Planet Simpson

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Planet Simpson
Planet Simpson.jpg
Cover of Planet Simpson (1st USA ed.)
Author Chris Turner
Country Canada
Language English
Subject The Simpsons
Genre Non-fiction
Published 2004 (Random House Canada)
Media type Print
Pages 466 pp.
ISBN 0-679-31318-4
OCLC 55682258

Planet Simpson: How a Cartoon Masterpiece Documented an Era and Defined a Generation or Planet Simpson: How a Cartoon Masterpiece Defined a Generation is a non-fiction book about The Simpsons, written by Chris Turner and originally published on October 12, 2004 by Random House.[1] The book is partly a memoir and an exploration of the impact The Simpsons has had on popular culture.

Background[edit]

Planet Simpson was written by Canadian author Chris Turner, who is a big fan of The Simpsons, although "not even the biggest fan I know personally ... I think I am actually a pretty average hardcore fan. What I brought to it was a sense that because the show is as well put together as it is, it really offers a wide lens for looking at culture generally."[2] Turner notes: "I can count on The Simpsons to provide me with a solid thirty minutes of truth, of righteous anger, of hypocrisies deflated and injustices revealed, of belly laughter and joy. It is food for my soul. Seriously. I think many Simpsons fans would agree. And that, as far as I'm concerned, makes it a kind of religion," he explains in the book.[3] He had previously written an essay during his time at Shift entitled "The Simpsons Generation", which was syndicated across North America.[1] Turner wrote Planet Simpson because there had not been a book that had looked at the "genesis, past, characters and influence" of the show, only official episode guides or academic pieces.[2]

Planet Simpson examines the show's satirical humor and its impact on pop culture.[3] It also looks at numerous episodes of the show.

It features a foreword by Douglas Coupland.[1]

Chapters[edit]

Top 5 episodes[edit]

The end of the first chapter includes a look at the author's Top 5 episodes. Turner lists "Last Exit to Springfield" as his favourite episode. The other four episodes ordered by airdate: "Marge vs. the Monorail", "Rosebud", "Deep Space Homer" and "El Viaje Misterioso de Nuestro Jomer (The Mysterious Voyage of Homer)".[4]

Reception[edit]

Like a bar-room pundit, Turner parrots familiar lines about the growth of the internet, the rise of globalism and the nature of American hegemony, and draws his authority on these topics largely from a handful of middlebrow bestsellers. Like a lumpen-sociologist, he lacks a due sense of when the obvious is bleeding. And he writes of the triumph of popular culture over elite culture with that glib insouciance possible only in someone who has never been seriously seduced or challenged by a significant work of art.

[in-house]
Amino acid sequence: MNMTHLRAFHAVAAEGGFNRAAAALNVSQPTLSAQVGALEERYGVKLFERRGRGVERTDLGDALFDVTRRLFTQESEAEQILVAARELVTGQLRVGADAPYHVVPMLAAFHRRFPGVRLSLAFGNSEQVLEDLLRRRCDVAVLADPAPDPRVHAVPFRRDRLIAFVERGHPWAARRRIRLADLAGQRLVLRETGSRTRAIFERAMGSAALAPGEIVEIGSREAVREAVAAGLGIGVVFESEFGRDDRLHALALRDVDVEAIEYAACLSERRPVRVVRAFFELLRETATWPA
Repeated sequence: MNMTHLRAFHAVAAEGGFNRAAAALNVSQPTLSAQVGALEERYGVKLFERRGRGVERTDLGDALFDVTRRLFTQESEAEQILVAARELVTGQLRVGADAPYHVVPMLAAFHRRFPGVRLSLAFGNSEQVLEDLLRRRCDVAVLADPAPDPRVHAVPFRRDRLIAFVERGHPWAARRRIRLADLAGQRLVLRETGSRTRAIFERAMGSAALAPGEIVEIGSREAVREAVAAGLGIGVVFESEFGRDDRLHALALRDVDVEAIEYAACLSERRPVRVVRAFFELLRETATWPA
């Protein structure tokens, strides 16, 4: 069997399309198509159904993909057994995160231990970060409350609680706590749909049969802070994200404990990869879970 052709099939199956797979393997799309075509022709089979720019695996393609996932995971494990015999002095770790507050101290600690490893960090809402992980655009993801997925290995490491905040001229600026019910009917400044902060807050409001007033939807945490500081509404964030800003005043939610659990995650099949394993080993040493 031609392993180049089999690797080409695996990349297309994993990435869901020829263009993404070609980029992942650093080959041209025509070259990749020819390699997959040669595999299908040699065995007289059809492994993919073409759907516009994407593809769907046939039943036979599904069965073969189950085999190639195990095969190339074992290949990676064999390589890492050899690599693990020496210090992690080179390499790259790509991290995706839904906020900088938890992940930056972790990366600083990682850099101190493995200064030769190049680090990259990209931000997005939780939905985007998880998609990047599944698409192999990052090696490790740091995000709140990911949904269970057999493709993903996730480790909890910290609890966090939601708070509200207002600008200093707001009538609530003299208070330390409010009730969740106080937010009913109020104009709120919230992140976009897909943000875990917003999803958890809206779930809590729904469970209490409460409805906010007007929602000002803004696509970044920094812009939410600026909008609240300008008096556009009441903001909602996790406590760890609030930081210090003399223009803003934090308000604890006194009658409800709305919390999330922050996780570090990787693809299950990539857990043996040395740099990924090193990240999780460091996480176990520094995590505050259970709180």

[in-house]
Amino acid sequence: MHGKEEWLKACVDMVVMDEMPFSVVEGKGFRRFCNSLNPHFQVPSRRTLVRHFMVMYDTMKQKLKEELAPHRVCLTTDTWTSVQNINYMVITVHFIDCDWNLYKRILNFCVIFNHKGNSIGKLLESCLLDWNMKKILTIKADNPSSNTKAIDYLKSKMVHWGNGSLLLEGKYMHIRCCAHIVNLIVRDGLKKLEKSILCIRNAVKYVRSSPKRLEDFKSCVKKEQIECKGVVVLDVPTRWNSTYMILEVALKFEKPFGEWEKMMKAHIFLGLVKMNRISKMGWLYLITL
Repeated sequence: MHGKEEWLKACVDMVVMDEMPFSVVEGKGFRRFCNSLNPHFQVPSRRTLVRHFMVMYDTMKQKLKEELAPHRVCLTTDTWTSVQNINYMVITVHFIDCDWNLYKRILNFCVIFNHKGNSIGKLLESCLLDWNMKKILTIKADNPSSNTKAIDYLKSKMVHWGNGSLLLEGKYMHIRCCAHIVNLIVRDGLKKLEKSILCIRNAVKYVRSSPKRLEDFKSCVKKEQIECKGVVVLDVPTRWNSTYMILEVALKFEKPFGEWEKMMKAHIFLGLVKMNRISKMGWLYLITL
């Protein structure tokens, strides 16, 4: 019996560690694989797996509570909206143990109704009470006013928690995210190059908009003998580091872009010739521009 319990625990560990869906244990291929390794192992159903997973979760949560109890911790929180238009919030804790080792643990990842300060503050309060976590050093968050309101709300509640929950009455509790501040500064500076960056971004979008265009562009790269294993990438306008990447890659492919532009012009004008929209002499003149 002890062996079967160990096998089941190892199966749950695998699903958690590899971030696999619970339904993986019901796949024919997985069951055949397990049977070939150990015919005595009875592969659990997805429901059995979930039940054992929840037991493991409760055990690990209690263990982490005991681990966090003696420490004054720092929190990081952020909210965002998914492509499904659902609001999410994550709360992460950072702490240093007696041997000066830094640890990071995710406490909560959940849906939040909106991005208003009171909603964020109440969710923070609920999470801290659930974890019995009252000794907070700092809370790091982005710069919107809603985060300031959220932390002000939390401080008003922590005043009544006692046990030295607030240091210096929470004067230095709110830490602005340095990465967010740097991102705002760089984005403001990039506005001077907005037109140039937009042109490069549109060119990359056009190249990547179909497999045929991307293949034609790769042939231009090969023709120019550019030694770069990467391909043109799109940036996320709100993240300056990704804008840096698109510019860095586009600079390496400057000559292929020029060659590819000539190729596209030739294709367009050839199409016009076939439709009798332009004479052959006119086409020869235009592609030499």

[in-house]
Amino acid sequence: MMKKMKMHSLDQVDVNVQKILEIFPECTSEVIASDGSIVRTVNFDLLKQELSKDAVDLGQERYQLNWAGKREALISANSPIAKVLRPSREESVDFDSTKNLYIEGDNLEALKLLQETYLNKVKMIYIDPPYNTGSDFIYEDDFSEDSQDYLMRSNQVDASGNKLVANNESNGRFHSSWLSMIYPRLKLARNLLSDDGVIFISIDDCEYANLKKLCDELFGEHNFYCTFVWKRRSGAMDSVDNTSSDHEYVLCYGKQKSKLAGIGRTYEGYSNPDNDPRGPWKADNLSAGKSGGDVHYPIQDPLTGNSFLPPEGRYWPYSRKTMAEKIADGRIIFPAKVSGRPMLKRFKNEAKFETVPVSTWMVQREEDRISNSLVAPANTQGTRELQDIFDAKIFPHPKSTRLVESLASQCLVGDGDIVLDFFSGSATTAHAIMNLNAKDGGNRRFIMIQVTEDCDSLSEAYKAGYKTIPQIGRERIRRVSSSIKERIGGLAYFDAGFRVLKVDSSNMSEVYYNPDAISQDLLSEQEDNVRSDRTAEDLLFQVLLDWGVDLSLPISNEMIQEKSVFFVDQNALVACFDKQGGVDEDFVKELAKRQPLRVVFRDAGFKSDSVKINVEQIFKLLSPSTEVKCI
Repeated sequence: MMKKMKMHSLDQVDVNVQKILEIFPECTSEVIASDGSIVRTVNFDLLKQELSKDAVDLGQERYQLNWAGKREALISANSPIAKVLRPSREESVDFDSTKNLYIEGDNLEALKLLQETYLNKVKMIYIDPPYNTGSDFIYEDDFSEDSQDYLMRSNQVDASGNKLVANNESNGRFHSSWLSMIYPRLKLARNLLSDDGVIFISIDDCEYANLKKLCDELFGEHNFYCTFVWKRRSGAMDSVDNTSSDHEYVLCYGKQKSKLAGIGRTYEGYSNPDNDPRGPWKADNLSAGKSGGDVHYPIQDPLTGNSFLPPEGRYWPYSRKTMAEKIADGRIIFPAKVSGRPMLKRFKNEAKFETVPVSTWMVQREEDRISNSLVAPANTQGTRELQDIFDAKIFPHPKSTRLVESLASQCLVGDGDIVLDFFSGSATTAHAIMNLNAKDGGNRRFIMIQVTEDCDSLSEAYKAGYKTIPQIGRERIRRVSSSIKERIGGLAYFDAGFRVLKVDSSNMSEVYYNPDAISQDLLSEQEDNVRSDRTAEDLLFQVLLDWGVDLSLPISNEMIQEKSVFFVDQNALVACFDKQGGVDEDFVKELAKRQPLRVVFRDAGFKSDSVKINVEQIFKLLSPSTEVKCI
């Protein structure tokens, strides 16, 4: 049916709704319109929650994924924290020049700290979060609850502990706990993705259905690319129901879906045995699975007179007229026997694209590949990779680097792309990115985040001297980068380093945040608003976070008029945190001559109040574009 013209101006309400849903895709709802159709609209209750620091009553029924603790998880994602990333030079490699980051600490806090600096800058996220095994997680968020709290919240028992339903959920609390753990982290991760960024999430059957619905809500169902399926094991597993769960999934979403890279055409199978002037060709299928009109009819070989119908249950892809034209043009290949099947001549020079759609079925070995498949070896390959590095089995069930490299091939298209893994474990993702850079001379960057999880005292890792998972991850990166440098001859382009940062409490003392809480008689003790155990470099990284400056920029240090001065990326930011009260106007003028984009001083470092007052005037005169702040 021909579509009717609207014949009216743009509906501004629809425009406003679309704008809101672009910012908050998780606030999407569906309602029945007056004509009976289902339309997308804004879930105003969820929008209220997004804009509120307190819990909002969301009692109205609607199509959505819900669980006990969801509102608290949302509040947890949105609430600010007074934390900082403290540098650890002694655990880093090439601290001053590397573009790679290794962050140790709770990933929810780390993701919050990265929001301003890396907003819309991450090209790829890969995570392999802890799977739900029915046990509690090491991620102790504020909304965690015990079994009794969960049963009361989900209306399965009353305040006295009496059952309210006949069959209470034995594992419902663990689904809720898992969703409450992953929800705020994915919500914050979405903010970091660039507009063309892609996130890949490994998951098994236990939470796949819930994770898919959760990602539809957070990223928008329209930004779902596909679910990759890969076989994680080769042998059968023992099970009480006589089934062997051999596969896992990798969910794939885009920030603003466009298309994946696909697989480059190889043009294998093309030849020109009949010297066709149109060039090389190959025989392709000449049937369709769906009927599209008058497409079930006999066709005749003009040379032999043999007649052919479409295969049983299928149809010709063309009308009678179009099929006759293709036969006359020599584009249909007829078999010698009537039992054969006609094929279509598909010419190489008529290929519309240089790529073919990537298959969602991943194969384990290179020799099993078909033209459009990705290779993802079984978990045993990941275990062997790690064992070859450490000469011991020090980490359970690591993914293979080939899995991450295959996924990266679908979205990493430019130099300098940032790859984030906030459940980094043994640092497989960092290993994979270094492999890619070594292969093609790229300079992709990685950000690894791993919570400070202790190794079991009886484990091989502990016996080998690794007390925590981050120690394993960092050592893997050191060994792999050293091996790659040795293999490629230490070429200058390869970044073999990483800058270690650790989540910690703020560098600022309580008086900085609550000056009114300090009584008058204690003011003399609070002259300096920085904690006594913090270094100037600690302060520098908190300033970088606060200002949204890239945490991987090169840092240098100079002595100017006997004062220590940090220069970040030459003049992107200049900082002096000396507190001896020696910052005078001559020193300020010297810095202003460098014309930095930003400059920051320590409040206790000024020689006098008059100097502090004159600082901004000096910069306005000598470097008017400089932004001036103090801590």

—Kevin Jackson[5]

Christopher Hirst of The Independent felt the book would largely appeal to fans of The Simpsons who would enjoy "Turner's critical intelligence and social awareness," while "non-fans will see 470 pages of geeky raving." He felt the book was "sui generis," and its "combination of motor-mouthed omniscience and voluminous footnotes is reminiscent of a certain style of highbrow writing about pop music."[6] Curtis Gloade of The Record described the book as "almost 500 pages of this sort of meticulous, clear, and I believe, accurate rhetoric. It kept me nodding in agreement throughout. And laughing, too."[3] He also wrote that he hopes people will not skip by the book at the bookstore because it is about The Simpsons and assume that it is "little more than a laugh-along-with-me book with lots of pictures and funny quotes." Gloade commented that this is "not the case. I laughed out loud regularly at the many Simpsons quotes, but that's only a small part of the total package."[3] He concluded that Planet Simpson is an "enjoyable reading experience, one that will likely be matchless still for a long time because I highly doubt we'll see such a melding of a stellar pop culture icon (The Simpsons) and eloquent cultural critic (Turner) again for a long time."[3] Kevin Jackson of The Times gave a largely negative review of the book. While feeling Turner's knowledge of the show was vast and finding much of the initial "less well-known aspects of Simpsonian pre-history" interesting, he overall felt the book was mostly "flimflam and filler" and criticised Turner's "gee-whiz prose and occasional lapses into plain old illiteracy" and ultimately failed to achieve the analytical goal Turner set: "It would take wit as keen and literary flair as supple as [the show's writers] to do justice to the show, and Turner is gifted with neither: he may think like Lisa, but he writes more like the Comic Book Guy."[5]